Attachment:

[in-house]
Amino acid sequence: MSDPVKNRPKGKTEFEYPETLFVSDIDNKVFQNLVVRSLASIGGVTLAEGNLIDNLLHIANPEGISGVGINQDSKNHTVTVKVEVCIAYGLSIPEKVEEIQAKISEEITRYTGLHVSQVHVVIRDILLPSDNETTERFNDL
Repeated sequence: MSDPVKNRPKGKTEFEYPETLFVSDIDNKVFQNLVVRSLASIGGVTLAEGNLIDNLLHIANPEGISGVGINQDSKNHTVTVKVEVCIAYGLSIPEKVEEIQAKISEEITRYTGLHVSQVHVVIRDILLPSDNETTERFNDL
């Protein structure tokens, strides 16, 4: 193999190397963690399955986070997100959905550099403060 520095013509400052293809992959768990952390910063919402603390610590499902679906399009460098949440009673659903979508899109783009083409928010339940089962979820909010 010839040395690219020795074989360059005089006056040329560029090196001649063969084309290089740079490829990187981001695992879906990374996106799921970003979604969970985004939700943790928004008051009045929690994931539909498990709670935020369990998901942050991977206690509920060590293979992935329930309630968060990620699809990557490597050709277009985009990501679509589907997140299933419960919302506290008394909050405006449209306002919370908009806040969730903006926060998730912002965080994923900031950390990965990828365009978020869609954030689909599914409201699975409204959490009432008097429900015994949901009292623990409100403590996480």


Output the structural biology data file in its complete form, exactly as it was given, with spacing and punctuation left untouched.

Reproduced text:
[in-house]
Amino acid sequence: MSDPVKNRPKGKTEFEYPETLFVSDIDNKVFQNLVVRSLASIGGVTLAEGNLIDNLLHIANPEGISGVGINQDSKNHTVTVKVEVCIAYGLSIPEKVEEIQAKISEEITRYTGLHVSQVHVVIRDILLPSDNETTERFNDL
Repeated sequence: MSDPVKNRPKGKTEFEYPETLFVSDIDNKVFQNLVVRSLASIGGVTLAEGNLIDNLLHIANPEGISGVGINQDSKNHTVTVKVEVCIAYGLSIPEKVEEIQAKISEEITRYTGLHVSQVHVVIRDILLPSDNETTERFNDL
């Protein structure tokens, strides 16, 4: 193999190397963690399955986070997100959905550099403060 520095013509400052293809992959768990952390910063919402603390610590499902679906399009460098949440009673659903979508899109783009083409928010339940089962979820909010 010839040395690219020795074989360059005089006056040329560029090196001649063969084309290089740079490829990187981001695992879906990374996106799921970003979604969970985004939700943790928004008051009045929690994931539909498990709670935020369990998901942050991977206690509920060590293979992935329930309630968060990620699809990557490597050709277009985009990501679509589907997140299933419960919302506290008394909050405006449209306002919370908009806040969730903006926060998730912002965080994923900031950390990965990828365009978020869609954030689909599914409201699975409204959490009432008097429900015994949901009292623990409100403590996480």